Invited speakers: Luis Alonso-Ovalle (McGill University), Mariapaola D’Imperio (Rutgers University), Donka Farkas (University of California, Santa Cruz).

Registration is free. Please register to obtain Zoom link shortly before conference.

– On behalf of your Sensus organizers: Ana Arregui, María Biezma, Vincent Homer and Deniz Özyıldız)

Wieting in CICS Thurs. 9/24 12:00-1:00pm

John Wieting will give a talk in Machine Learning and Friends Lunch (MLFL) series.

What is it?   A gathering of students/faculty/staff with broad interest in the methods and applications of machine learning.
When is it?    Thursdays 12:00pm to 1:00pm, via Zoom
Who is invited?   Everyone is welcome.
More info? Email cds-info@cs.umass.edu with questions or suggestions.

John is a Ph.D. student at Carnegie Mellon University supervised by Taylor Berg-Kirkpatrick and Graham Neubig, studying machine learning, learning theory, optimization, natural language processing, and computer vision. Currently, John’s research has focused on machine learning and natural language processing.

The Machine Learning and Friends Lunch (MLFL) series is sponsored by our friends at Oracle Labs.

MLFL is a lively and interactive forum held weekly where friends of the UMass Amherst machine learning community can gather virtually and give or hear a 50-minute presentation on recent machine learning research.

Experiments in linguistic meaning 9/16-9/18

The inaugural conference on Experiments in Linguistic Meaning (ELM*) is being hosted virtually by the University of Pennsylvania, September 16-18, 2020.

More information can be found on their website: https://www.elm-conference.net/#:~:text=We%20are%20excited%20to%20announce,September%2016%2D18%2C%202020.&text=Also%2C%20be%20assured%20that%20we,to%20welcoming%20you%20to%20ELM!

Vasishth in linguistics colloquium Friday 9/25 at 3:30

Shravan Vasishth (Potsdom) will give a colloquium talk in linguistics on 9/25 at 3:30. Below is the abstract and zoom information.

———— Abstract————
Twenty years of retrieval models
Shravan Vasishth (vasishth.github.io)

After Newell wrote his 1973 article, “You can’t play twenty questions
with nature and win”, several important cognitive architectures
emerged for modeling human cognitive processes across a wide range of
phenomena. One of these, ACT-R, has played an important role in the
study of memory processes in sentence processing. In this talk, I
will talk about some important lessons I have learnt over the last 20
years while trying to evaluate ACT-R based computational models of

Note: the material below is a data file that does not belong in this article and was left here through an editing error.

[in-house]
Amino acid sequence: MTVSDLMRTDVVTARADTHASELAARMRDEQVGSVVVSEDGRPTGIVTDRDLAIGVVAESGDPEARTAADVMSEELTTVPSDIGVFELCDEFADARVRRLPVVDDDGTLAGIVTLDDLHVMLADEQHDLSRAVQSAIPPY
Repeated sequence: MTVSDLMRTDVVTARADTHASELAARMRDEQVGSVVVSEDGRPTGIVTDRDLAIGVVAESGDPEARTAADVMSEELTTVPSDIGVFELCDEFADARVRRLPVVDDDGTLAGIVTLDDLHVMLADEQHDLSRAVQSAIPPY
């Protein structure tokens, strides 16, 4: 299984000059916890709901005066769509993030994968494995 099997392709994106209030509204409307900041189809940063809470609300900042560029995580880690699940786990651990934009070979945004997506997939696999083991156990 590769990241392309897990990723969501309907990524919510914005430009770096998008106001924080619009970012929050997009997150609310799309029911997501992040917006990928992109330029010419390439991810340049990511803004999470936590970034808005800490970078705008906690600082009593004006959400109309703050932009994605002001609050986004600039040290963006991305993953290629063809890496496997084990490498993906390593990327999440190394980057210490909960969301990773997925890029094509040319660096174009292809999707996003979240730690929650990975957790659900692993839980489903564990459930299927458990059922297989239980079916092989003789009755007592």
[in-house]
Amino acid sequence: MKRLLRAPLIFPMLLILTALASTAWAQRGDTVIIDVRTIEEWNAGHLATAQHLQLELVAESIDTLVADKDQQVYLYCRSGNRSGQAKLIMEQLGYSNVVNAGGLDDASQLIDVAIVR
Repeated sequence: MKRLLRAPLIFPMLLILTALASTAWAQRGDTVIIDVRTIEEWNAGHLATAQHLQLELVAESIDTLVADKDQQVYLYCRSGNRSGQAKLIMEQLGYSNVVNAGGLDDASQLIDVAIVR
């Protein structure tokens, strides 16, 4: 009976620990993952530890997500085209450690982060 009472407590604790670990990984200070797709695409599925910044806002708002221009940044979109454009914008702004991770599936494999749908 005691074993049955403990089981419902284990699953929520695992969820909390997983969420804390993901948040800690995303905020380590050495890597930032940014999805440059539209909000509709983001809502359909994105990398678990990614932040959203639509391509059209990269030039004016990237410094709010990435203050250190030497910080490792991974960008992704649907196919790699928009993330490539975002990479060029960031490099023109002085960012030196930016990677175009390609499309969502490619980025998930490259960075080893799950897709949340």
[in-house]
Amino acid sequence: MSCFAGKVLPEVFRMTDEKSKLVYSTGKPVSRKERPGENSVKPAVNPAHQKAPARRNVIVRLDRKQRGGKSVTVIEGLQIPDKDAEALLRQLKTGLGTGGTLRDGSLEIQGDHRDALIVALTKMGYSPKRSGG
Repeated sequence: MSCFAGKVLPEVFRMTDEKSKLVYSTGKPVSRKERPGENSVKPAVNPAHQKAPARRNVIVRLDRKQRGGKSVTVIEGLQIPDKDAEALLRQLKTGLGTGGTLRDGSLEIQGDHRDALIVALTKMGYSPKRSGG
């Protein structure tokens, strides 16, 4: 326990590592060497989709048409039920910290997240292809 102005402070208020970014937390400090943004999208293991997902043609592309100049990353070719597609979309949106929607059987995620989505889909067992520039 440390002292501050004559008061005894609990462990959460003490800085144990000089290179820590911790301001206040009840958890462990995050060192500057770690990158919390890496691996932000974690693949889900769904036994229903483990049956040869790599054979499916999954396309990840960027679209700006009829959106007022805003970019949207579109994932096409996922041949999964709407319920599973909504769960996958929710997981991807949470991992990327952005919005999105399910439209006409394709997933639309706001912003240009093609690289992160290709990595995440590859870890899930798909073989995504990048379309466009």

sentence comprehension. In this connection, I will present some new
results from a recent set of sentence processing studies on Eastern
Armenian.

Reference:
Shravan Vasishth and Felix Engelmann. Sentence comprehension as a
cognitive process: A computational approach. 2021. Cambridge
University Press.
https://vasishth.github.io/RetrievalModels/

———-Zoom Invitation—————
Sep 25, 2020 03:30 PM Eastern Time (US and Canada)

Register in advance for this meeting:
https://umass-amherst.zoom.us/meeting/register/tJUldemurz4oGdAo6hV69nh4k3y82zRiLVZB

White in Cognitive Brown bag Thurs 9/9 at noon

Alex White will give a talk on visual word recognition in Cognitive Brown bag over zoom on Thursday, 9/9 at noon. Below is the abstract and zoom information. Everyone is welcome!

A bottleneck for visual word recognition in brain and behavior

Reading is a demanding task, constrained by inherent processing capacity limits. Do those capacity limits allow for multiple words to be recognized in parallel? I will first present a series of behavioral experiments that measured accuracy for recognizing briefly flashed and masked words. The question is: when given the amount of time required to recognize one word, can people divide attention and recognize two words simultaneously?  We consistently found that accuracy was so impaired that it supported a serial processing model: on each trial, subjects could recognize one word but had to guess about the other. We concluded that a fundamental bottleneck allows only one word to be fully processed at a time. I will then present a neuroimaging study designed to identify the source of that bottleneck, focusing on two sub-regions of the “visual word form area,” a critical component of the brain’s reading circuitry. The data suggest that the posterior sub-region can encode two words in parallel spatial channels. In contrast, activity in the anterior portion of the visual word form area is consistent with a bottleneck. Therefore, the visual system can process two words in parallel up to a relatively late stage in the recognition hierarchy. I look forward to discussion with the audience about what implications these results have for theories of reading.

Join Zoom Meeting
https://umass-amherst.zoom.us/j/97489074821?pwd=MG9Nbk9OS1g4N3RXMVZab3duQUtSQT09

Meeting ID: 974 8907 4821
Passcode: PBScog